Showing posts from November, 2010

Aging Ills Reversed in Mice -

Aging Ills Reversed in Mice -

My World Tuesday: Rockefeller Center at Christmas

My World Tuesday has my mind drifting back to Rockefeller Center and the Christmas decorations on display and the Christmas tree not quite ready to be displayed last week. It rose like a skyscraper under construction alongside the skating rink. Workers brought branches up and down the tree in a bucket they raised and lowered with a rope on a pulley. The whole business seemed as backwoodsy as it seemed very urban. No doubt, the perfect tree will be lighted this week--regardless of whatever way nature constituted that perfection in the first place. I remained in the black on Black Friday, deleting all the enticing offers to spend money and staying well out of town. The decorations and the spirit do it for me. I like to buy what I think is right for the people I love based on who they are and what I know about them. So I was perfectly calm and happy as I took some long walks to watch the trees being driven up and down the road on the tops of trucks or stuffed into the backseats of ca

Today's Flowers: A Thanksgiving Walk

After Thanksgiving supper, I went for a walk. I left the football to the football people and the creative work to the Creative One and took myself off to the quiet. I love holiday quiet in the cold weather. (There is no quiet on major holidays in the warm weather. There are too many things to ignite or to sing about or what have you when the air is warm and the days are long.) This time of year, though, there is a safe and serene place that the cold and dark offer together. On Thanksgiving, the quiet is palpable. It slows the pulse. It stills the air. The landscape slips under the covers of winter for a good rest. The faded flowers of summer stand sentinel to happy memories.  Everything is good. Today's Flowers

One Single Impression: Meld

Meld: To melt and weld As in, perhaps, Putting the silver coating on This cheap necklace I wear almost every day; (It is a turtle emerging from a shell, Crawling to the sea of my throat.) My chemistry Has worn away the thin layer of silver Fused to this base metal To create the illusion Of something sterling. This lackluster turtle reminds Me life itself began Once Began in the face Of wildly ridiculous odds Began as a turtle by being there (So the stories go) When a divine innocent fell (Was pushed in anger, actually) Through a hole in the heavens To an earth that lifts you up Because it can Because it can transform Danger and anger into-- (Pretty dreams, I would like to say) And it will Because (and we may never understand this) That is what it is; it must. Scratch beneath the surface; Find that the turtle is the turtle. Begin. One Single Impression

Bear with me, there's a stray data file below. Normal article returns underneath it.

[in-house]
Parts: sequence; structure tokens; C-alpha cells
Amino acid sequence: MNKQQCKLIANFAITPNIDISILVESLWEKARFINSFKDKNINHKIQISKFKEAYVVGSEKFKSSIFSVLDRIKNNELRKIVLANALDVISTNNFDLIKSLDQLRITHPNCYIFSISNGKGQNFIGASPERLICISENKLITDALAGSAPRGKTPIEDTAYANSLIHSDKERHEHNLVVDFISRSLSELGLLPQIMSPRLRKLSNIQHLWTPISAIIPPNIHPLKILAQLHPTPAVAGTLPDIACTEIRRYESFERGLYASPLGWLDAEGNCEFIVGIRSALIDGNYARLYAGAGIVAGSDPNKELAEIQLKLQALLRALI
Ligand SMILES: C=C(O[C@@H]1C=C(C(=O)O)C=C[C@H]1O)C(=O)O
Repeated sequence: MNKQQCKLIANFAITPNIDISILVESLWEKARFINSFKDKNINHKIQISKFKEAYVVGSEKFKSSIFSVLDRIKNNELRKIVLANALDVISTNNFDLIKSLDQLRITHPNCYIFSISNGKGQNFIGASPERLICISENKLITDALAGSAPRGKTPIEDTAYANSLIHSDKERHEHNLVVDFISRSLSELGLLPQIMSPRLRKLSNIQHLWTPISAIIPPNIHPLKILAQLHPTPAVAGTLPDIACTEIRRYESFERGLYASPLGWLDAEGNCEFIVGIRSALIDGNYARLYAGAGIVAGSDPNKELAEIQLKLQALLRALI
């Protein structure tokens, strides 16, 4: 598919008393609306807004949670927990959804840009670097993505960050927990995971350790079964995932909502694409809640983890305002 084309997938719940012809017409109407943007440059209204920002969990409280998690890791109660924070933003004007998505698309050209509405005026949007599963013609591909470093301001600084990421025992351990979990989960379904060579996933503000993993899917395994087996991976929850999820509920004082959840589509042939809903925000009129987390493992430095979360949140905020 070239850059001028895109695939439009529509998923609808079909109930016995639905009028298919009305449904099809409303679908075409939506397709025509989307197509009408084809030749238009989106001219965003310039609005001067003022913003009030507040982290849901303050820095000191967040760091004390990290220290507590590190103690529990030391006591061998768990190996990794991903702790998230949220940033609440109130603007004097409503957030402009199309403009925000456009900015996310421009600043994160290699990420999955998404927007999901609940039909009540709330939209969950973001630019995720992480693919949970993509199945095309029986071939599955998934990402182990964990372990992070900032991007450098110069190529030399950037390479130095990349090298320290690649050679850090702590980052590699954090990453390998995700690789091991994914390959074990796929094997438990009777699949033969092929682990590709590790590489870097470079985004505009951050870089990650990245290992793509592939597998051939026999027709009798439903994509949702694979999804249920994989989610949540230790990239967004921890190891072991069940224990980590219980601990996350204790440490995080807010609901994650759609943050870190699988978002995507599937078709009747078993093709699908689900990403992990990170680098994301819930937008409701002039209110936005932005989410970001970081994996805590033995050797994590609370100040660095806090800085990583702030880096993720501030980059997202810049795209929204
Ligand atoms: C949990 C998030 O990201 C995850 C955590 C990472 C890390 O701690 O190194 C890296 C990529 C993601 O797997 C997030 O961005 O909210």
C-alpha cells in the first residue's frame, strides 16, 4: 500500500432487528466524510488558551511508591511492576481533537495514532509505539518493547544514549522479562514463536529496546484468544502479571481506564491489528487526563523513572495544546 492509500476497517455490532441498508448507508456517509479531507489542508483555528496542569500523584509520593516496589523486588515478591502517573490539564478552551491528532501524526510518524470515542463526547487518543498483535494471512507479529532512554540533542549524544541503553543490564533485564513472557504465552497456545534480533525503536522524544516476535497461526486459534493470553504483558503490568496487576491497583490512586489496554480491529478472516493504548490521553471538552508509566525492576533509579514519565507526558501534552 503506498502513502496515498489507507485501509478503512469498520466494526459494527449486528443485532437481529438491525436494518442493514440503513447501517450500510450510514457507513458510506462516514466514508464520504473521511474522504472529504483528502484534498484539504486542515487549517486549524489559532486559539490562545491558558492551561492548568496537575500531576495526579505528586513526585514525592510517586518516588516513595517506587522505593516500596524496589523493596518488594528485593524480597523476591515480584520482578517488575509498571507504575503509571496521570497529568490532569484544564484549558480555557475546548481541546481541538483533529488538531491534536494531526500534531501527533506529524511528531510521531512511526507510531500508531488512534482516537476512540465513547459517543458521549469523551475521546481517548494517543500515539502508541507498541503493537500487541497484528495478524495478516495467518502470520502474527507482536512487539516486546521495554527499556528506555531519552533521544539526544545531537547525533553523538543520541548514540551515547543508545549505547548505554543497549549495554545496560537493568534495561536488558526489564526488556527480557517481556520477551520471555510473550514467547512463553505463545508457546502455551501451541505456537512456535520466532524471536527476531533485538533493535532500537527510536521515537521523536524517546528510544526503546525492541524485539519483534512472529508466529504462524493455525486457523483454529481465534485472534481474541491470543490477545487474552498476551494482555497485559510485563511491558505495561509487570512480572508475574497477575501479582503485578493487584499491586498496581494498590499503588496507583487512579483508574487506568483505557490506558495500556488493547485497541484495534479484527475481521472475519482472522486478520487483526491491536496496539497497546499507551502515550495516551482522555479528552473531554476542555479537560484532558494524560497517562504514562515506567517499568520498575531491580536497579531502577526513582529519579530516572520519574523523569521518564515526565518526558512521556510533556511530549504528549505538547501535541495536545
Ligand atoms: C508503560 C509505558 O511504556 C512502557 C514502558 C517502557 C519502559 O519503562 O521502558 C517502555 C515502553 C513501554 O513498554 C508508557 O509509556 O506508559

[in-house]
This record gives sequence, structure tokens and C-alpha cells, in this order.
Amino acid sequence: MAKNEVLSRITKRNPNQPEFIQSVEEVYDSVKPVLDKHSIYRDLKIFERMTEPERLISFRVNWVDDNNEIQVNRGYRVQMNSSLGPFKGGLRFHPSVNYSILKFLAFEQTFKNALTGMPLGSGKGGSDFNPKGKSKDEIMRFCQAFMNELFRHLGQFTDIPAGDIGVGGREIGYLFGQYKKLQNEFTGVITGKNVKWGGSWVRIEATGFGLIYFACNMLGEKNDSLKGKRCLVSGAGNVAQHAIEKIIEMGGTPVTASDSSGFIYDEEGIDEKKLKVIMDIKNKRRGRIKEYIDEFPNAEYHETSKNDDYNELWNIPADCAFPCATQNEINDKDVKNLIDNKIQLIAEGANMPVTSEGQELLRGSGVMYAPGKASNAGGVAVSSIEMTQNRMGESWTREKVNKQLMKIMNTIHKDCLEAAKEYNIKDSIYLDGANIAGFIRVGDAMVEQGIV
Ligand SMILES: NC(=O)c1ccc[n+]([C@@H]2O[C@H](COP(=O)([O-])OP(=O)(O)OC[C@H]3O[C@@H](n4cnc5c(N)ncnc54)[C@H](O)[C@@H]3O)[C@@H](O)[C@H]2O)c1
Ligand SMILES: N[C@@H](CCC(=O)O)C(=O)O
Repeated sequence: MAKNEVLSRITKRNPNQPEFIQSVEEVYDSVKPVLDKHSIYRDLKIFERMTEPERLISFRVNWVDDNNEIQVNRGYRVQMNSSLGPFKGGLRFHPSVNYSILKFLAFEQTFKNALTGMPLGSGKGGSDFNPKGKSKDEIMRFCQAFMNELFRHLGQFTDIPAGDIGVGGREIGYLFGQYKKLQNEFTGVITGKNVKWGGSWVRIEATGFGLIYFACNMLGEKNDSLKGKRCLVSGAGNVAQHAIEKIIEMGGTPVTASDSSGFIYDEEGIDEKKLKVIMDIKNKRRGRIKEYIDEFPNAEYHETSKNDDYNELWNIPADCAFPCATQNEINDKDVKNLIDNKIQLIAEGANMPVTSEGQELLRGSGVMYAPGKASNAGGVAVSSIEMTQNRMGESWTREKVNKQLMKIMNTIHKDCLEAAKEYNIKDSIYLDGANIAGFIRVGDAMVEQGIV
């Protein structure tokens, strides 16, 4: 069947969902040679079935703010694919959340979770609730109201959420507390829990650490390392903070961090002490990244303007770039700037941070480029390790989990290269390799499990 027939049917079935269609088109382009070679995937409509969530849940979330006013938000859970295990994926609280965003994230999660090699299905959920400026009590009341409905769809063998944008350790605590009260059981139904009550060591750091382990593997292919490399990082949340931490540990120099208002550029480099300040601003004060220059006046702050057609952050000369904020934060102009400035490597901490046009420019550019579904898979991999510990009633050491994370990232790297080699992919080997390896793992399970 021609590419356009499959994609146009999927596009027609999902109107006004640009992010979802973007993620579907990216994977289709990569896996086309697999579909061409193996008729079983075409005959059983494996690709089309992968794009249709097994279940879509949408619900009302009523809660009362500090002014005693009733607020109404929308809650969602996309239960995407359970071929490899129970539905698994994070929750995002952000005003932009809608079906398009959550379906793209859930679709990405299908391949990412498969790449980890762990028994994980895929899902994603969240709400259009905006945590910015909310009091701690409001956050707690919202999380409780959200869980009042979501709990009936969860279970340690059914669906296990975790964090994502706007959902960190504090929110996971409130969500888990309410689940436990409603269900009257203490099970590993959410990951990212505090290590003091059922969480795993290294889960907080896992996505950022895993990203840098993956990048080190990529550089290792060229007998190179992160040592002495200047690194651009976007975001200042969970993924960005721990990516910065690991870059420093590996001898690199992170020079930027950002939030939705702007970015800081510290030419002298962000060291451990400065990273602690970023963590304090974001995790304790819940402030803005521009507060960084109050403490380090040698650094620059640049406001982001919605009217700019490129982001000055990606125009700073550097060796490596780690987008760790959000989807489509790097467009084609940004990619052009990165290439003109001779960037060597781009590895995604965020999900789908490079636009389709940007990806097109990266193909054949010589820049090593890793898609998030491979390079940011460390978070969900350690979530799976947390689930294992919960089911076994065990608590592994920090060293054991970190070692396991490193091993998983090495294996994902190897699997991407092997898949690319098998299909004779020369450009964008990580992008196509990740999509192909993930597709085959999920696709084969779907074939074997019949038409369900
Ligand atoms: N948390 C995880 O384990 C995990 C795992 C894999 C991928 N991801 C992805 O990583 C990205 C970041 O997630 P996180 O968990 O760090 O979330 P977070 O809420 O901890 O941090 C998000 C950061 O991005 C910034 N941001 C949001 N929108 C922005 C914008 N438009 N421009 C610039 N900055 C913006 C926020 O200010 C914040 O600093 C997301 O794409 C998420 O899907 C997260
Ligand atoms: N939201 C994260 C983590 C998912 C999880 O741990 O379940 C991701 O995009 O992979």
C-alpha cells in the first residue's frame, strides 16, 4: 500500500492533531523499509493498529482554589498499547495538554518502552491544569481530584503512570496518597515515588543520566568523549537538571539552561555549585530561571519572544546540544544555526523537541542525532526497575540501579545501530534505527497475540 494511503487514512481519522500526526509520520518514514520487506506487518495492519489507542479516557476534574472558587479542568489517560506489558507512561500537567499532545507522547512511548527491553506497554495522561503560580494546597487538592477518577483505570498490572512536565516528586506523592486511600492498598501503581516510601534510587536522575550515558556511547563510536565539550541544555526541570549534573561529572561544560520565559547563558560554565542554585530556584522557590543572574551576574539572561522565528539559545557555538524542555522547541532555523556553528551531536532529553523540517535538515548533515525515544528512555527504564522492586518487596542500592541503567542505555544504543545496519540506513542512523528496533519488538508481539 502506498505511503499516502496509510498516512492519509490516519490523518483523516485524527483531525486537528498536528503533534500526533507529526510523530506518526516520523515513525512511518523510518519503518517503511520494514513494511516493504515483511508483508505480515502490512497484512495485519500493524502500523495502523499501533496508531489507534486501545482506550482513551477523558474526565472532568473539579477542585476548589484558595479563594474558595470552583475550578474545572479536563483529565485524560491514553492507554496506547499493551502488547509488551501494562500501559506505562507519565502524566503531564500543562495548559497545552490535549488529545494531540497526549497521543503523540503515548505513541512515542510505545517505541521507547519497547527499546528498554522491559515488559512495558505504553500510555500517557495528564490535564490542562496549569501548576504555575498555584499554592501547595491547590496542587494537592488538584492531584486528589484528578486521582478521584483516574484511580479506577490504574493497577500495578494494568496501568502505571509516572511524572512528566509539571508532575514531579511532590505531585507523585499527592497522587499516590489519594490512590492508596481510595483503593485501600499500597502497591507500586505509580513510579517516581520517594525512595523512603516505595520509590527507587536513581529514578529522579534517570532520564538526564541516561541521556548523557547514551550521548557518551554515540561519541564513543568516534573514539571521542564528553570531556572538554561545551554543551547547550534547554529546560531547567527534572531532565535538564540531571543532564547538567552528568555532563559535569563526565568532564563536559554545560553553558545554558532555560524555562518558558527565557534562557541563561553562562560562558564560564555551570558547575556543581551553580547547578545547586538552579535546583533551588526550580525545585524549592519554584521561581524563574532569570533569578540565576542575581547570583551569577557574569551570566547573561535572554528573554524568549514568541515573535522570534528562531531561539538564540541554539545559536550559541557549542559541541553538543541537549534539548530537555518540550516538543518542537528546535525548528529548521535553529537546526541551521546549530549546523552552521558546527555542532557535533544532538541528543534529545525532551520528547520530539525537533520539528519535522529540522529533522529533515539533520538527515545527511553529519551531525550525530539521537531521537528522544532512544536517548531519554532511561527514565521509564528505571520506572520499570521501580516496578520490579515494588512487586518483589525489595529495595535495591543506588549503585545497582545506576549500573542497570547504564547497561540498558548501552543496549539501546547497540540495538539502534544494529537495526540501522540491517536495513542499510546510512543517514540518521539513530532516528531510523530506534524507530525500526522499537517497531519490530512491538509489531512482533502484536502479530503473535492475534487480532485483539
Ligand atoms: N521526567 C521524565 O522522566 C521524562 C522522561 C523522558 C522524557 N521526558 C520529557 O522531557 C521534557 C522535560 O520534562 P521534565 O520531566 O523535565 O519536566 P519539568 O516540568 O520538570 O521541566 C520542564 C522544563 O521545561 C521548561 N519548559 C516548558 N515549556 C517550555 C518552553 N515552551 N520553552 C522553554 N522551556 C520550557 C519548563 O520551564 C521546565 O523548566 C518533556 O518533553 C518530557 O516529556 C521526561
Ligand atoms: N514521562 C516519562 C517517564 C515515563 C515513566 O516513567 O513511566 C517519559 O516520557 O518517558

Skywatch Friday: Good Night, Woodbury

Here's a view of the sun slipping away as we watched it while we stood in the mud of the Pomperaug River in Woodbury on Saturday. That time of day at the park is very nice because it is full of people who like dogs and like being outside. So there are strangers up and down the path talking to each other about their dogs and saying, "Have a nice weekend," and it is very nice. Except for the guy who said, "My dog is not friendly; you might want to put yours on a leash." But you always get one. (Clyde didn't want a piece of that German Shepherd, anyway!) Skywatch Friday

Wordless Wednesday: Zeus, Rockefeller Center

Wordless Wednesday

My World Tuesday: The Christmas Show, Radio City Music Hall

We went to New York City on Sunday to take in the Christmas Spectacular at Radio City Music Hall. The day was a dream. The music, dancing, sets, and 3-D display were outstanding. The day was beautiful from start to finish--the sun shone, the day warmed up, the train conductors and theater ushers were in great moods, the people who sat around us were in the spirit of the show. The Voice from Beyond who welcomed us to the theater prohibited flash photography, so I didn't use a flash to take a few photos of this splendid show. When I set the camera on sepia, I felt like a time traveler watching the show through the screen on the camera. The show was as immediate as it was outside of time then.  Everything good felt dreamy and beautiful and possible. The show left me with the feeling, "Why say, 'Why?' when you can say, 'Why not?'" (I am quoting Santa.) My World Tuesday

Today's Flowers: What Remains

Here is some of what's left of leaf life at Three Rivers Park in Woodbury, Connecticut. These days I'm calling it Clyde's Park because that's where he likes to spend his free time roaming, checking out other dogs of all sizes, and tempting us into the thickets as he makes his way for the chilly waters of the Pomperaug River. The light is low and soft, and the ground is sleepy this time of year, but the air smells very, very good. Today's Flowers

Movie Review: Harry Potter and the Deathly Hallows, Part 1